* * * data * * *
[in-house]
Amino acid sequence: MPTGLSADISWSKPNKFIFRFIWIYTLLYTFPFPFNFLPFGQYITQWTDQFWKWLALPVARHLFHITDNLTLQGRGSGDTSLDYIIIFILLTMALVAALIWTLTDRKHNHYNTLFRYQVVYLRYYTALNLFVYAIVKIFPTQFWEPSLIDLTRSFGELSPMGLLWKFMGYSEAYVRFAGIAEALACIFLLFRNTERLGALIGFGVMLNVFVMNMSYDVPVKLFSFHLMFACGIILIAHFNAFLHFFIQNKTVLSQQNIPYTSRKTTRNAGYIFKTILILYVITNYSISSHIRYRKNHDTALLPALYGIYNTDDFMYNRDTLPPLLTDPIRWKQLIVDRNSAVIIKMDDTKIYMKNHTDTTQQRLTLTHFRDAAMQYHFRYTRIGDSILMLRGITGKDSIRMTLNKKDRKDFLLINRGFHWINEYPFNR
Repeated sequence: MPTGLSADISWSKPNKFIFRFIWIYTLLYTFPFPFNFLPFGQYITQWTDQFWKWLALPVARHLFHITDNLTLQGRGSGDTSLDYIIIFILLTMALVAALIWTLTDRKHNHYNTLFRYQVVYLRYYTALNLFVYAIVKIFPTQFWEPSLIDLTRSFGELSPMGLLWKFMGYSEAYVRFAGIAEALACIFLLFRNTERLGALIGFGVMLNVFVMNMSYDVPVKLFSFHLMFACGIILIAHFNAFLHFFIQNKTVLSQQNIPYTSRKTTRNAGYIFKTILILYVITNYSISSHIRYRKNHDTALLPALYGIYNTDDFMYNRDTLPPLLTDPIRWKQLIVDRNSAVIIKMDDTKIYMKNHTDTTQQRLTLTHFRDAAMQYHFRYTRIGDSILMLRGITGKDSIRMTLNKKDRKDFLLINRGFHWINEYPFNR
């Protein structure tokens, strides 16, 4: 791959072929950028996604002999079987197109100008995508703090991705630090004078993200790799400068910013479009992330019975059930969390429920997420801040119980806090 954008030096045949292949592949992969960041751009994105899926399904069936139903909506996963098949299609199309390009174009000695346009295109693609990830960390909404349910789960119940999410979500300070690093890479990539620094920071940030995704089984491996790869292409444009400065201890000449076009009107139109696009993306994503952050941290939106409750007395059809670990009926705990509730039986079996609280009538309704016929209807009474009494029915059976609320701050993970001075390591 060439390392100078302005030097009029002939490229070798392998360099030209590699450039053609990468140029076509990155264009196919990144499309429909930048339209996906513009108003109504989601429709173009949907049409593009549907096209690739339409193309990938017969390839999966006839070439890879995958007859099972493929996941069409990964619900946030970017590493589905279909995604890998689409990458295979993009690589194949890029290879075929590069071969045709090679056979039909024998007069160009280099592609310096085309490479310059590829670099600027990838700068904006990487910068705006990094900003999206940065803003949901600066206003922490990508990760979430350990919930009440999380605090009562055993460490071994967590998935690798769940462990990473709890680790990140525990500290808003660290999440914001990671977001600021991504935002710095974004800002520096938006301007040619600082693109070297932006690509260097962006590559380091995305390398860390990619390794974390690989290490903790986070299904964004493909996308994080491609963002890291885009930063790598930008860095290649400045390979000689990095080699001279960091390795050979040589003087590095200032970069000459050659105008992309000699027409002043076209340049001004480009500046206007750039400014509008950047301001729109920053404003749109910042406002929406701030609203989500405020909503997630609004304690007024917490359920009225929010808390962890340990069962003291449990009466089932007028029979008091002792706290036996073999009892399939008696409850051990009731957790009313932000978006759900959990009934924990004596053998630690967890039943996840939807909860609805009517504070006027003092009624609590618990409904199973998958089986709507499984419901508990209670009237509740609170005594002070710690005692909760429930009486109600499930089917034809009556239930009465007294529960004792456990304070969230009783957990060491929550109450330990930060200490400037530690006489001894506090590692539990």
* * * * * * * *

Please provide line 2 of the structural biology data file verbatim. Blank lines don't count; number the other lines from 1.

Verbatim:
Amino acid sequence: MPTGLSADISWSKPNKFIFRFIWIYTLLYTFPFPFNFLPFGQYITQWTDQFWKWLALPVARHLFHITDNLTLQGRGSGDTSLDYIIIFILLTMALVAALIWTLTDRKHNHYNTLFRYQVVYLRYYTALNLFVYAIVKIFPTQFWEPSLIDLTRSFGELSPMGLLWKFMGYSEAYVRFAGIAEALACIFLLFRNTERLGALIGFGVMLNVFVMNMSYDVPVKLFSFHLMFACGIILIAHFNAFLHFFIQNKTVLSQQNIPYTSRKTTRNAGYIFKTILILYVITNYSISSHIRYRKNHDTALLPALYGIYNTDDFMYNRDTLPPLLTDPIRWKQLIVDRNSAVIIKMDDTKIYMKNHTDTTQQRLTLTHFRDAAMQYHFRYTRIGDSILMLRGITGKDSIRMTLNKKDRKDFLLINRGFHWINEYPFNR